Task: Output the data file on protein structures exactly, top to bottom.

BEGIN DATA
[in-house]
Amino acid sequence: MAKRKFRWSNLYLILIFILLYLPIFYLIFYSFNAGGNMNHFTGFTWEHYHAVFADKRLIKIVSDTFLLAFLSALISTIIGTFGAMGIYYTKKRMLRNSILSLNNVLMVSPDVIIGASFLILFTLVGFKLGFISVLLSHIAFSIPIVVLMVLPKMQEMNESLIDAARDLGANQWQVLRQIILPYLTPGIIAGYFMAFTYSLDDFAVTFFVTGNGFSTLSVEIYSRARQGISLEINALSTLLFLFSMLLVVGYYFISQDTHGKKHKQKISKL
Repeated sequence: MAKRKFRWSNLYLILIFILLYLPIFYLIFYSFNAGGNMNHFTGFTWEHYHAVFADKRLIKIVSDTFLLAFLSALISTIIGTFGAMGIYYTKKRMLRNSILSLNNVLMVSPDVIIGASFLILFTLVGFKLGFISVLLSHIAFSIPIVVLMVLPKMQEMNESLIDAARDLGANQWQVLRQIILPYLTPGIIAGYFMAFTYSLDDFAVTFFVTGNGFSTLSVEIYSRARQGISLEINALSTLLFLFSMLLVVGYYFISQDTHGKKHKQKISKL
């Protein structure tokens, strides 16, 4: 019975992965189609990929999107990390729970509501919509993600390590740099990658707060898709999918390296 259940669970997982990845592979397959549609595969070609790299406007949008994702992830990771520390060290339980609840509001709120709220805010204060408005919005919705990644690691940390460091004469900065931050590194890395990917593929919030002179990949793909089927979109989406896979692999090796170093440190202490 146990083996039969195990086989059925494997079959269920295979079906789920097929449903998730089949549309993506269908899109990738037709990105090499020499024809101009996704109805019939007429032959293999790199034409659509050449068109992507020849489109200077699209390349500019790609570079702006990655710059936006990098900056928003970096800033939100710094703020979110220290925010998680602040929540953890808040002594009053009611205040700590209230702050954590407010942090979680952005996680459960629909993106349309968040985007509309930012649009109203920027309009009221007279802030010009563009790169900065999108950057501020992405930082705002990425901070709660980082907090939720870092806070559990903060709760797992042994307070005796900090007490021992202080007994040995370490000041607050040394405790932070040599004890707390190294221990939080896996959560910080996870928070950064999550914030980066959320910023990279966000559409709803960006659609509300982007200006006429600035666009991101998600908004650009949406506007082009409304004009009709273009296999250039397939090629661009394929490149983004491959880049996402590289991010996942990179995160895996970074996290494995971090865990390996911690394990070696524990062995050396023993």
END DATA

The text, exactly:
[in-house]
Amino acid sequence: MAKRKFRWSNLYLILIFILLYLPIFYLIFYSFNAGGNMNHFTGFTWEHYHAVFADKRLIKIVSDTFLLAFLSALISTIIGTFGAMGIYYTKKRMLRNSILSLNNVLMVSPDVIIGASFLILFTLVGFKLGFISVLLSHIAFSIPIVVLMVLPKMQEMNESLIDAARDLGANQWQVLRQIILPYLTPGIIAGYFMAFTYSLDDFAVTFFVTGNGFSTLSVEIYSRARQGISLEINALSTLLFLFSMLLVVGYYFISQDTHGKKHKQKISKL
Repeated sequence: MAKRKFRWSNLYLILIFILLYLPIFYLIFYSFNAGGNMNHFTGFTWEHYHAVFADKRLIKIVSDTFLLAFLSALISTIIGTFGAMGIYYTKKRMLRNSILSLNNVLMVSPDVIIGASFLILFTLVGFKLGFISVLLSHIAFSIPIVVLMVLPKMQEMNESLIDAARDLGANQWQVLRQIILPYLTPGIIAGYFMAFTYSLDDFAVTFFVTGNGFSTLSVEIYSRARQGISLEINALSTLLFLFSMLLVVGYYFISQDTHGKKHKQKISKL
């Protein structure tokens, strides 16, 4: 019975992965189609990929999107990390729970509501919509993600390590740099990658707060898709999918390296 259940669970997982990845592979397959549609595969070609790299406007949008994702992830990771520390060290339980609840509001709120709220805010204060408005919005919705990644690691940390460091004469900065931050590194890395990917593929919030002179990949793909089927979109989406896979692999090796170093440190202490 146990083996039969195990086989059925494997079959269920295979079906789920097929449903998730089949549309993506269908899109990738037709990105090499020499024809101009996704109805019939007429032959293999790199034409659509050449068109992507020849489109200077699209390349500019790609570079702006990655710059936006990098900056928003970096800033939100710094703020979110220290925010998680602040929540953890808040002594009053009611205040700590209230702050954590407010942090979680952005996680459960629909993106349309968040985007509309930012649009109203920027309009009221007279802030010009563009790169900065999108950057501020992405930082705002990425901070709660980082907090939720870092806070559990903060709760797992042994307070005796900090007490021992202080007994040995370490000041607050040394405790932070040599004890707390190294221990939080896996959560910080996870928070950064999550914030980066959320910023990279966000559409709803960006659609509300982007200006006429600035666009991101998600908004650009949406506007082009409304004009009709273009296999250039397939090629661009394929490149983004491959880049996402590289991010996942990179995160895996970074996290494995971090865990390996911690394990070696524990062995050396023993």